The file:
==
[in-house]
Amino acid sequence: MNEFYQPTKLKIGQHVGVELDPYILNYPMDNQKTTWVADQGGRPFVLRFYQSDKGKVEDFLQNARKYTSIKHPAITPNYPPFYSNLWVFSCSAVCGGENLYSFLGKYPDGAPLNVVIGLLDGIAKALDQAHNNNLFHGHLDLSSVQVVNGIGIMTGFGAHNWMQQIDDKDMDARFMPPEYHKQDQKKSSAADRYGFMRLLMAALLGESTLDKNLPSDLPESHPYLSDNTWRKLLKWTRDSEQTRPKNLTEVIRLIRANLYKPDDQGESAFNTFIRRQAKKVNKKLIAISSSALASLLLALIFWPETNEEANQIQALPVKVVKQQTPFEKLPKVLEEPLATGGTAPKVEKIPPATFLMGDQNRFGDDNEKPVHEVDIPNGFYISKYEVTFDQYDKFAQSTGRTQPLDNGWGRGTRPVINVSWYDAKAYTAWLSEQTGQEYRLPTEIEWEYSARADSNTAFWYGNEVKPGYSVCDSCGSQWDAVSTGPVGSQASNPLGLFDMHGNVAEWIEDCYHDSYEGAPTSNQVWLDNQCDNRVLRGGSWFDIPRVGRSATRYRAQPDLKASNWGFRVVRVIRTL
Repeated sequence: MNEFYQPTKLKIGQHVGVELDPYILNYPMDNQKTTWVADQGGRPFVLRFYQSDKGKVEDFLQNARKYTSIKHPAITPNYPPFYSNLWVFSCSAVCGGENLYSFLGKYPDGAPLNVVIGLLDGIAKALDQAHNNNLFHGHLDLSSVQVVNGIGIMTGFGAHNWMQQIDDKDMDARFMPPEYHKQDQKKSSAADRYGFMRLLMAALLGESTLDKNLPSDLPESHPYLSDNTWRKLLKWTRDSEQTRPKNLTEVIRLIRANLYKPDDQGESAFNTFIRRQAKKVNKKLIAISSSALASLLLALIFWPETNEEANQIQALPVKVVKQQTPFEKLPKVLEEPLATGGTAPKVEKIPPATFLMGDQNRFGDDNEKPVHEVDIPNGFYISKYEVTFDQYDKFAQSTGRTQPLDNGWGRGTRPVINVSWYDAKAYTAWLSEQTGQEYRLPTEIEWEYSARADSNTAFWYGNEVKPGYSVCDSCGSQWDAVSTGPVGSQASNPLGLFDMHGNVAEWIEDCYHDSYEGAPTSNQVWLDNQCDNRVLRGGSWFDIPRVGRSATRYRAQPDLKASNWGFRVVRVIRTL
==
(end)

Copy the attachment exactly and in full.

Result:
[in-house]
Amino acid sequence: MNEFYQPTKLKIGQHVGVELDPYILNYPMDNQKTTWVADQGGRPFVLRFYQSDKGKVEDFLQNARKYTSIKHPAITPNYPPFYSNLWVFSCSAVCGGENLYSFLGKYPDGAPLNVVIGLLDGIAKALDQAHNNNLFHGHLDLSSVQVVNGIGIMTGFGAHNWMQQIDDKDMDARFMPPEYHKQDQKKSSAADRYGFMRLLMAALLGESTLDKNLPSDLPESHPYLSDNTWRKLLKWTRDSEQTRPKNLTEVIRLIRANLYKPDDQGESAFNTFIRRQAKKVNKKLIAISSSALASLLLALIFWPETNEEANQIQALPVKVVKQQTPFEKLPKVLEEPLATGGTAPKVEKIPPATFLMGDQNRFGDDNEKPVHEVDIPNGFYISKYEVTFDQYDKFAQSTGRTQPLDNGWGRGTRPVINVSWYDAKAYTAWLSEQTGQEYRLPTEIEWEYSARADSNTAFWYGNEVKPGYSVCDSCGSQWDAVSTGPVGSQASNPLGLFDMHGNVAEWIEDCYHDSYEGAPTSNQVWLDNQCDNRVLRGGSWFDIPRVGRSATRYRAQPDLKASNWGFRVVRVIRTL
Repeated sequence: MNEFYQPTKLKIGQHVGVELDPYILNYPMDNQKTTWVADQGGRPFVLRFYQSDKGKVEDFLQNARKYTSIKHPAITPNYPPFYSNLWVFSCSAVCGGENLYSFLGKYPDGAPLNVVIGLLDGIAKALDQAHNNNLFHGHLDLSSVQVVNGIGIMTGFGAHNWMQQIDDKDMDARFMPPEYHKQDQKKSSAADRYGFMRLLMAALLGESTLDKNLPSDLPESHPYLSDNTWRKLLKWTRDSEQTRPKNLTEVIRLIRANLYKPDDQGESAFNTFIRRQAKKVNKKLIAISSSALASLLLALIFWPETNEEANQIQALPVKVVKQQTPFEKLPKVLEEPLATGGTAPKVEKIPPATFLMGDQNRFGDDNEKPVHEVDIPNGFYISKYEVTFDQYDKFAQSTGRTQPLDNGWGRGTRPVINVSWYDAKAYTAWLSEQTGQEYRLPTEIEWEYSARADSNTAFWYGNEVKPGYSVCDSCGSQWDAVSTGPVGSQASNPLGLFDMHGNVAEWIEDCYHDSYEGAPTSNQVWLDNQCDNRVLRGGSWFDIPRVGRSATRYRAQPDLKASNWGFRVVRVIRTL